The Boston Red Sox may be 11 games behind the Yankees but they are far from done. I fully expect the Sox to finally land a true closer this month. Who knows, it could be former Yankee Shane Greene but I think they’ll land someone who will help stabilize the sieve known as the Red Sox bullpen. I know the Red Sox, and primarily Dave Dombrowski, have been ignoring the pen since the end of the World Series last year, but this has to be the month they finally do something…I think. The magic seems to be off the Red Sox this year, but honestly it is nothing a ten-game winning streak couldn’t cure. I refuse to believe Boston is out until the fat lady sings. But despite their troubles, they are only two games out in the AL Wild Card hunt and I feel they are a better team than any of the three teams ahead of them (Tampa Bay Rays, Cleveland Indians, and Oakland A’s). The Texas Rangers may be hanging with Boston, but the separation will begin in the second half. If the Red Sox capture the Wild Card and win the single-game elimination, they’ll be a significant threat in October regardless of how many wins separate the Yankees and Red Sox in the regular season.
Congratulations to the Yankees for signing top international prospect Jasson Dominguez, a 16-year-old from the Dominican Republic. I hate to see the comparisons to Mickey Mantle and Mike Trout but you certainly like to see the tremendous and perhaps even unprecedented potential of the talented outfielder. I am not going to get too hyped up (maybe) about a kid born the year Aaron Boone hit is dramatic home run to beat the Red Sox in the ALCS. Too many factors outside the player’s control can derail progress. But, if he fulfills his lofty promise, he’ll be a great addition to the Yankee outfield in a few years. Granted, he won’t start his minor league career until next year but it wouldn’t surprise me if he breaks into the Majors by the time he is 20. According to Donny Rowland, the Yankees’ director of international scouting, while commenting on the Yankees signing as many as 50 international players every year but opting to go mostly all-in on one player this year, said “…but in this case, every now and then, the right player comes along, this one was worth it. To a man, everyone on my staff agreed.” Here’s hoping tremendous success for Jasson as he begins his Pinstriped journey.
Lost amid the signing of Dominguez is the signing of outfielder Jhon Diaz, the eighteenth-ranked international prospect according to MLB.com. The left-handed 16-year old, also from the Dominican Republic, also has the potential to be something special. Diaz is only 5’11” (an inch taller than Dominguez) but according to MLB.com, “Don’t be fooled by Diaz’s stature, this teen can play, and he has power now with the potential for more in the future. Among his biggest assets are his approach at the plate and his good bat speed through the strike zone. He consistently makes hard contact and drives the ball to all fields. Scouts praise his smooth swing and hitting mechanics.” Sounds like he’ll fit into Yankee Stadium nicely one day.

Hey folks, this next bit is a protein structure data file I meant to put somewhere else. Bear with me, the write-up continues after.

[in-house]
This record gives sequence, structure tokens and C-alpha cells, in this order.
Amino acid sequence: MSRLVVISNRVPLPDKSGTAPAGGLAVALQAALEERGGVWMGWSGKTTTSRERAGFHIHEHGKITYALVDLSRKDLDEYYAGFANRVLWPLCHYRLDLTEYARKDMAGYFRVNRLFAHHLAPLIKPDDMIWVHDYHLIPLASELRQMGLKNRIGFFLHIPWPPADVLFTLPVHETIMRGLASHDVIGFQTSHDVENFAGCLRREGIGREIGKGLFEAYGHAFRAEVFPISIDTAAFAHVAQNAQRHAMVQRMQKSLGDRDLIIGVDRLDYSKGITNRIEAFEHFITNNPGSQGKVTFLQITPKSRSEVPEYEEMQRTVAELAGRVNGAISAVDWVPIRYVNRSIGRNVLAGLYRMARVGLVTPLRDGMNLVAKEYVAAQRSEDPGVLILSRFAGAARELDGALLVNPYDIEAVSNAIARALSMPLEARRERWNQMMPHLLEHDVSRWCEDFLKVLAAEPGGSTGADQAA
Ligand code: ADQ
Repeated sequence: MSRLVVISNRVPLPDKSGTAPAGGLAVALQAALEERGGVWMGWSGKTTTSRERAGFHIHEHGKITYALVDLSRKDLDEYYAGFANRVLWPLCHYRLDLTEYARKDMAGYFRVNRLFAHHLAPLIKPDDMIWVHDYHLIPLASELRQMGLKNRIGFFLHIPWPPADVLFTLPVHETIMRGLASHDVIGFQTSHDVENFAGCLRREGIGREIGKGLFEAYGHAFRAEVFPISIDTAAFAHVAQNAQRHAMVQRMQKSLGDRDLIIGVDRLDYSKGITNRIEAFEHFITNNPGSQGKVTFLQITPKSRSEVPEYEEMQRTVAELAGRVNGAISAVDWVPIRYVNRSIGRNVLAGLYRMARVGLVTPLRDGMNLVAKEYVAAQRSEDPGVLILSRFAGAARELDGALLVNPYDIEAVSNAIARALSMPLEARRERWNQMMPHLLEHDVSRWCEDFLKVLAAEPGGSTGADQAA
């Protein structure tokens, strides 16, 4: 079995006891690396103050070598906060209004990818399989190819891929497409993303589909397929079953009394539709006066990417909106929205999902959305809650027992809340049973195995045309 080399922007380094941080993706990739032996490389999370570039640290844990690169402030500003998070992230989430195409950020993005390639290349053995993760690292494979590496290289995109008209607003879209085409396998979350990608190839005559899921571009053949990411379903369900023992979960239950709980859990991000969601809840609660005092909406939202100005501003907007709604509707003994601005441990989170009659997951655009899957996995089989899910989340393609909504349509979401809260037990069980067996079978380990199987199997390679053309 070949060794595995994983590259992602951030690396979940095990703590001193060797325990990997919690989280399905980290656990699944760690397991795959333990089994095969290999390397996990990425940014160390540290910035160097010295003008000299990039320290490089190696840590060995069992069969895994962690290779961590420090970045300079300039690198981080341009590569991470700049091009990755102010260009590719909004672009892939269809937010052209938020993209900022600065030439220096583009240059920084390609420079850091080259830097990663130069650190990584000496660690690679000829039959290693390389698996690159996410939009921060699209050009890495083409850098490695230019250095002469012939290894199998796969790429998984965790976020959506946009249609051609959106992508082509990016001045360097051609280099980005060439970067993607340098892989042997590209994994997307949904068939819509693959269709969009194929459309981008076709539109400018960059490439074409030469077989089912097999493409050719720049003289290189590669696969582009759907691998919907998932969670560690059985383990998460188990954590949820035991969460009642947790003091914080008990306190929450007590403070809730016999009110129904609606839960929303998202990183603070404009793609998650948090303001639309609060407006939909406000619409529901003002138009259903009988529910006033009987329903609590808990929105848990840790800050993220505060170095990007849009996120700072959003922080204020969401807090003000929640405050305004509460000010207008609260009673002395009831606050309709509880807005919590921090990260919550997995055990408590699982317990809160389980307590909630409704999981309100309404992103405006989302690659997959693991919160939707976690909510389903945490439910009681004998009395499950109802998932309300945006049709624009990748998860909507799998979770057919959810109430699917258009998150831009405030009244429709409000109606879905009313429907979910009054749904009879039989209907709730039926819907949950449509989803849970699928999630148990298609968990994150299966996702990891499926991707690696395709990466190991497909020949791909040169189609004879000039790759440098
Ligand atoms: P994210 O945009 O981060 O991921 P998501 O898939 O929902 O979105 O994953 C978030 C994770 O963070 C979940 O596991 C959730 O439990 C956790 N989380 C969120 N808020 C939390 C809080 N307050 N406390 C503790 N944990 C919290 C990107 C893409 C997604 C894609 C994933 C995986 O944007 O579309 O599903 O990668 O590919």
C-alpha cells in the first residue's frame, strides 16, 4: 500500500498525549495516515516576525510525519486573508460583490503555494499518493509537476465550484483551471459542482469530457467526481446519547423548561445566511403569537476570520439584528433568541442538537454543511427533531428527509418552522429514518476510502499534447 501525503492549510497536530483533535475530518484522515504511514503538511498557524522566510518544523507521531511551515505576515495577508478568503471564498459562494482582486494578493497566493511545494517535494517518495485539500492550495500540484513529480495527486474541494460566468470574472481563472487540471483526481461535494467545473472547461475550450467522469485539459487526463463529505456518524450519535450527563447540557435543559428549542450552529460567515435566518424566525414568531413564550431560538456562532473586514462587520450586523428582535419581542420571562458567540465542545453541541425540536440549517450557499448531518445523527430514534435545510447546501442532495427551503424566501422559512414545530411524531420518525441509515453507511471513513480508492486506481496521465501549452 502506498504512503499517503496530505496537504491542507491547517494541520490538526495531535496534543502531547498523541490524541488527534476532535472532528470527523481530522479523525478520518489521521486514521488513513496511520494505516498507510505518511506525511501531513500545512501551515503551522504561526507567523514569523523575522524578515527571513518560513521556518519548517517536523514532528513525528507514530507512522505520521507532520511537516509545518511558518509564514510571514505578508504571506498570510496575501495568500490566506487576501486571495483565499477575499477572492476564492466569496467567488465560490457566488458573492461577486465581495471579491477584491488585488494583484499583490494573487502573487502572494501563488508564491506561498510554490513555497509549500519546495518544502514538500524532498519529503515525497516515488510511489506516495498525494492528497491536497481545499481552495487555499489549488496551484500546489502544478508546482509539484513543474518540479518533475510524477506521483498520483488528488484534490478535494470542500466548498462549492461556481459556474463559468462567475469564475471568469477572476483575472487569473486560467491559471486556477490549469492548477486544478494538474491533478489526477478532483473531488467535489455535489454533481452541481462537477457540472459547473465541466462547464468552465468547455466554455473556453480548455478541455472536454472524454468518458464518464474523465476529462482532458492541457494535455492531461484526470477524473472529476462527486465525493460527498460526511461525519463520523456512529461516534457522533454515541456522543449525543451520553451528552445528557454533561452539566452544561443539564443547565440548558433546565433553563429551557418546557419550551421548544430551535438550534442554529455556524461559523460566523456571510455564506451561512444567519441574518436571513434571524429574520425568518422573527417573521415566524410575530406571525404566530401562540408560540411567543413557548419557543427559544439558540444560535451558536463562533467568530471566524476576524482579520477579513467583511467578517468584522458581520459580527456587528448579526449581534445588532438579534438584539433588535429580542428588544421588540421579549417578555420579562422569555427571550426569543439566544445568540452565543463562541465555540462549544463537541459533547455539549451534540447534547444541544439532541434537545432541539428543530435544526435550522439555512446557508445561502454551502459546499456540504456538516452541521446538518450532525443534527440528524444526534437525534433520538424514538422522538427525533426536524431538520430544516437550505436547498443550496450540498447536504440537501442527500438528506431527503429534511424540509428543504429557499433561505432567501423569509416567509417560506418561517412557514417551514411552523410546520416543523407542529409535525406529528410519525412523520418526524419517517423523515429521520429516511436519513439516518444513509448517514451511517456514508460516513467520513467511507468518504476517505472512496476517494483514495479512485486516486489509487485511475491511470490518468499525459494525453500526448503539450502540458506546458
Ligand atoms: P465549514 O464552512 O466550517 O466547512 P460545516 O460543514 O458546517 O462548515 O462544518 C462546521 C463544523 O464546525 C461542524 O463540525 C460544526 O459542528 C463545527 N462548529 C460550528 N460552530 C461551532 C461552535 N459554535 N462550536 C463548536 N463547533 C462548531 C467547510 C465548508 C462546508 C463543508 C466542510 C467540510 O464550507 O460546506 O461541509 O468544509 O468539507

The Yankees also signed (in no particular order except for age):
- CF Felixander Severino, 19, Dominican Republic
- RHP Gerardo Abrego, 18, Panama
- RHP Angel Sanchez, 18, Venezuela
- RHP Geralmi Santana, 18, Dominican Republic
- 2B Jeison Anillo, 17, Colombia
- RHP Jose Bernabe, 17, Dominican Republic
- C Jesus Bravo, 17, Colombia
- LHP Miguel Pozo, 17, Dominican Republic
- RHP Yordi Pichardo, 16, Dominican Republic
- LHP Luis Urbano, 16, Venezuela
As Daniel Burch of The Greedy Pinstripes would say, WELCOME TO THE YANKEES FAMILY!
With an estimated $5.1 million of the $5.4 million allotment for the Yankees going to Dominguez, nicknamed “El Marciano” or “The Martian” since he is ‘out of this world’, they’ll need to acquire more international bonus pool money to make room for the signing. Diaz, alone, signed for $1.2 million, pushing the Yankees past the allotment so we will be seeing some trades soon. The only downside the Yankees have to acquire additional pool money which gives other teams leverage. In Cashman We Trust…
MLB Trade Rumors reported this morning that Cleveland Indians ace pitcher Carlos Carrasco has been diagnosed with leukemia. Carrasco, currently on the Injured List for the past month, hopes to return to pitch again this season. I wish him the very best for his recovery and the road back to full and complete health. I look forward to the day when he is back on a Major League mound, ready to throw his next pitch. He has beaten many odds in his life and I hope leukemia is another one that goes down in defeat. Our thoughts and prayers are with Carlos and his family.
One last thought. I take offense at the Yankee fans who attack Aroldis Chapman and long for the days of Mariano Rivera. Sure, I get it, Rivera is a legendary player who became Baseball’s first unanimous Hall of Famer this year and is the all-time leader in saves. He was my favorite Yankee during his playing days (sorry Derek Jeter fans) but people act like he was perfect. He may have been the perfect closer for the Yankees but he was not immune from blown saves. I am very glad that Aroldis Chapman is the current closer for the New York Yankees. He has my support despite some recent struggles. I do not long for players of the past. Chapman is certainly not the only closer encountering bumps in the road this season. Last year, Blake Treinen and Edwin Diaz were hailed as the AL Elite, yet both are on the verge of losing their closing jobs this season with the Oakland A’s and New York Mets, respectively. Of all the closers in Major League Baseball, I am perfectly content with Chapman.